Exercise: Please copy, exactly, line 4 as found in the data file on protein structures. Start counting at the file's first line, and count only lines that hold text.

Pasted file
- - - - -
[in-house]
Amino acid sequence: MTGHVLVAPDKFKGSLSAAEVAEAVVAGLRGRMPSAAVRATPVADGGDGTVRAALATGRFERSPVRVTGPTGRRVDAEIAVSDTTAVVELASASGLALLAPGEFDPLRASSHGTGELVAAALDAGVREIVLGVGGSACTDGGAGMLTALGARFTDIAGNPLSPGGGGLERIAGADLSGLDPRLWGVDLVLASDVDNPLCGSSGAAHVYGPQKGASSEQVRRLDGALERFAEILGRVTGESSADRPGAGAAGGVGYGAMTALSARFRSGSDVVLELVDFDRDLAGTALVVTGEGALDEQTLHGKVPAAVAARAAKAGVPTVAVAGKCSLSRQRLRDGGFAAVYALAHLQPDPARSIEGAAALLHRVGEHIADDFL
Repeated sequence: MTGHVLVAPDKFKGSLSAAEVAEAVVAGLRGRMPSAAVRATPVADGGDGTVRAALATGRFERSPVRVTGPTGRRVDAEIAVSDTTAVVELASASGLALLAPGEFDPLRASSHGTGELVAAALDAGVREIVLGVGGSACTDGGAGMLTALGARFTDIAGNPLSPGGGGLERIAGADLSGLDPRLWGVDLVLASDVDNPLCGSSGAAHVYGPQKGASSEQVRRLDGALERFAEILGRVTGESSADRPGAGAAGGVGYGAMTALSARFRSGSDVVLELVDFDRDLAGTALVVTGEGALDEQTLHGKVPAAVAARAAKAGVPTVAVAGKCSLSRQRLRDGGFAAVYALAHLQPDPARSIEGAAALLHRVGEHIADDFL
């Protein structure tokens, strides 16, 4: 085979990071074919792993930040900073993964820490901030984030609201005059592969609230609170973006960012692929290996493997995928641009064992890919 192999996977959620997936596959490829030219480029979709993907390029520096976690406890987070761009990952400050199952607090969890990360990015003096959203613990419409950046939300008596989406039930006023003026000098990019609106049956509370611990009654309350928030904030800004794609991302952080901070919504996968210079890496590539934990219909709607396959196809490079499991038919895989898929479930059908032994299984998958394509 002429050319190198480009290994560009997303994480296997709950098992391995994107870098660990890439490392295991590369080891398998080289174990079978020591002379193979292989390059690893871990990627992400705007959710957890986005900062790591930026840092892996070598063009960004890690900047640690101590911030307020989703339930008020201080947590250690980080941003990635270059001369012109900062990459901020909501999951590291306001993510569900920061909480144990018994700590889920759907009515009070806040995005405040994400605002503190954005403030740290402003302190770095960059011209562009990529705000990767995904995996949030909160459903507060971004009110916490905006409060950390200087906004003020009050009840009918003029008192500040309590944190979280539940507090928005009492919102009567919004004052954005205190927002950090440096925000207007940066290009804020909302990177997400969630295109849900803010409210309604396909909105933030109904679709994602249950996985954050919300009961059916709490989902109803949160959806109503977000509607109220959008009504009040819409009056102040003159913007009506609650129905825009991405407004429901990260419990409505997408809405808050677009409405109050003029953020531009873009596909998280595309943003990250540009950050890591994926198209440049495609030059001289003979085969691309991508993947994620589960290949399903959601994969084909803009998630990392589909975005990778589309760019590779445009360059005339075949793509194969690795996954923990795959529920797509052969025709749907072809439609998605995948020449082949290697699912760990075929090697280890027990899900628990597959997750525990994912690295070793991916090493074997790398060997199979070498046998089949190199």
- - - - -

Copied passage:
């Protein structure tokens, strides 16, 4: 085979990071074919792993930040900073993964820490901030984030609201005059592969609230609170973006960012692929290996493997995928641009064992890919 192999996977959620997936596959490829030219480029979709993907390029520096976690406890987070761009990952400050199952607090969890990360990015003096959203613990419409950046939300008596989406039930006023003026000098990019609106049956509370611990009654309350928030904030800004794609991302952080901070919504996968210079890496590539934990219909709607396959196809490079499991038919895989898929479930059908032994299984998958394509 002429050319190198480009290994560009997303994480296997709950098992391995994107870098660990890439490392295991590369080891398998080289174990079978020591002379193979292989390059690893871990990627992400705007959710957890986005900062790591930026840092892996070598063009960004890690900047640690101590911030307020989703339930008020201080947590250690980080941003990635270059001369012109900062990459901020909501999951590291306001993510569900920061909480144990018994700590889920759907009515009070806040995005405040994400605002503190954005403030740290402003302190770095960059011209562009990529705000990767995904995996949030909160459903507060971004009110916490905006409060950390200087906004003020009050009840009918003029008192500040309590944190979280539940507090928005009492919102009567919004004052954005205190927002950090440096925000207007940066290009804020909302990177997400969630295109849900803010409210309604396909909105933030109904679709994602249950996985954050919300009961059916709490989902109803949160959806109503977000509607109220959008009504009040819409009056102040003159913007009506609650129905825009991405407004429901990260419990409505997408809405808050677009409405109050003029953020531009873009596909998280595309943003990250540009950050890591994926198209440049495609030059001289003979085969691309991508993947994620589960290949399903959601994969084909803009998630990392589909975005990778589309760019590779445009360059005339075949793509194969690795996954923990795959529920797509052969025709749907072809439609998605995948020449082949290697699912760990075929090697280890027990899900628990597959997750525990994912690295070793991916090493074997790398060997199979070498046998089949190199």